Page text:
We heard everything Keith Richards had to say in his 2010 memoir, Life. But, we’ve just learned, Mick Jagger could have gotten the first word on life in the Rolling Stones if only he’d have sensationalized his story a bit. Publisher/author John Blake writes in an essay in The Spectator that he’s got the 75,000-word “pristine typescript” cooked up by Jagger under lock and key after getting his hands on the long-rumored autobiography three years ago.
Jagger has been asked over and over if and when he’ll release a memoir and he’s always answered the same way: never. “Except what virtually nobody knows is that he already has,” writes Blake, who published a Stones book called Up and Down with the Rolling Stones: My Rollercoaster Ride with Keith Richards in 2011. “It is an extraordinary insight into one of the three most influential rock stars of all time,” he says, explaining that Jagger was finally convinced to give it a whirl around 1974, after tiring of all the unauthorized books about his band.
“The popular, often-repeated version of events is that Mick approached Bill Wyman, the Rolling Stones’ self-appointed archivist, to help him with research,” says Blake. “Wyman, legend has it, told Mick to go forth and multiply. He was going to write his own book. Then, so the story goes, Mick floundered. All the years of drugs and debauchery had addled his brain so badly that he could not remember anything.”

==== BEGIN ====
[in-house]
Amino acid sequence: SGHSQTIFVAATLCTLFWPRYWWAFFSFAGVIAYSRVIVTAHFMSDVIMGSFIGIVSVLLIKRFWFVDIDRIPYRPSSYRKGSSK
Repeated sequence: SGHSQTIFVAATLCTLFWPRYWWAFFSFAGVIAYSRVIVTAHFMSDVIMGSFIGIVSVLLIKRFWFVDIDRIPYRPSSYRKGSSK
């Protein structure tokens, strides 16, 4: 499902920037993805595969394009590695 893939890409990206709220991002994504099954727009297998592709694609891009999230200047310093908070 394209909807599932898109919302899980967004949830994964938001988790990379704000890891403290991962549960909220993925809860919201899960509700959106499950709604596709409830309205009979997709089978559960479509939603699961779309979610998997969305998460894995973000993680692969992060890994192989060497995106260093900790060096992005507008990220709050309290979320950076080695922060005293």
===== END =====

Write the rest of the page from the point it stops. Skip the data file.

Jagger then reluctantly returned his one-million pound advance and walked away, claims Blake, who traveled extensively with the Stones as a rock journalist. “I thought that was the end of the story until three years ago, when a mutual friend handed me a pristine typescript Mick had written,” he writes. “I was dumbfounded. This was the rock ’n’ roll equivalent of the Dead Sea Scrolls. So far as I have been able to ascertain, a publisher rejected the manuscript because it was light on sex and drugs. In the early 1980s, when it was written, shock and awe was a vital part of any successful autobiography. Read now, however, it is a little masterpiece. A perfectly preserved time capsule written when the Stones had produced all their greatest music, but still burned with the passion and fire of youth and idealism.”
Blake reveals that the book shows a “quieter, more watchful Mick,” who divulges that the elaborate feasts the band allegedly demanded backstage largely went untouched, and that he bought the historic Stargroves mansion while high on acid, then nearly died while riding a horse on the grounds of his new purchase. “It is delicious, heady stuff. Like reading Elvis Presley’s diaries from the days before he grew fat and washed-up in Vegas,” he says. Once it was in his hands, Blake says that he was determined to get it published and that Jagger’s manager seemed game, though her client couldn’t even remember writing it.
He got as far as Jagger committing to penning a foreword to the book to establish that he wrote it “long ago and far away,” but then life intruded and “the steel gates clanged shut. Mick wanted nothing further to do with this project. He never wanted to see it published.”
According to The Guardian, Stones’ manager Joyce Smyth said in a statement that: “John Blake writes to me from time to time seeking permission to publish this manuscript. The answer is always the same: He cannot, because it isn’t his and he accepts this. Readers will be able to form a view as regards the matters to which John Blake refers when Sir Mick’s autobiography appears, should he choose to write it.” A spokesperson for Jagger had no comment at press time.
Read Blake’s full essay here.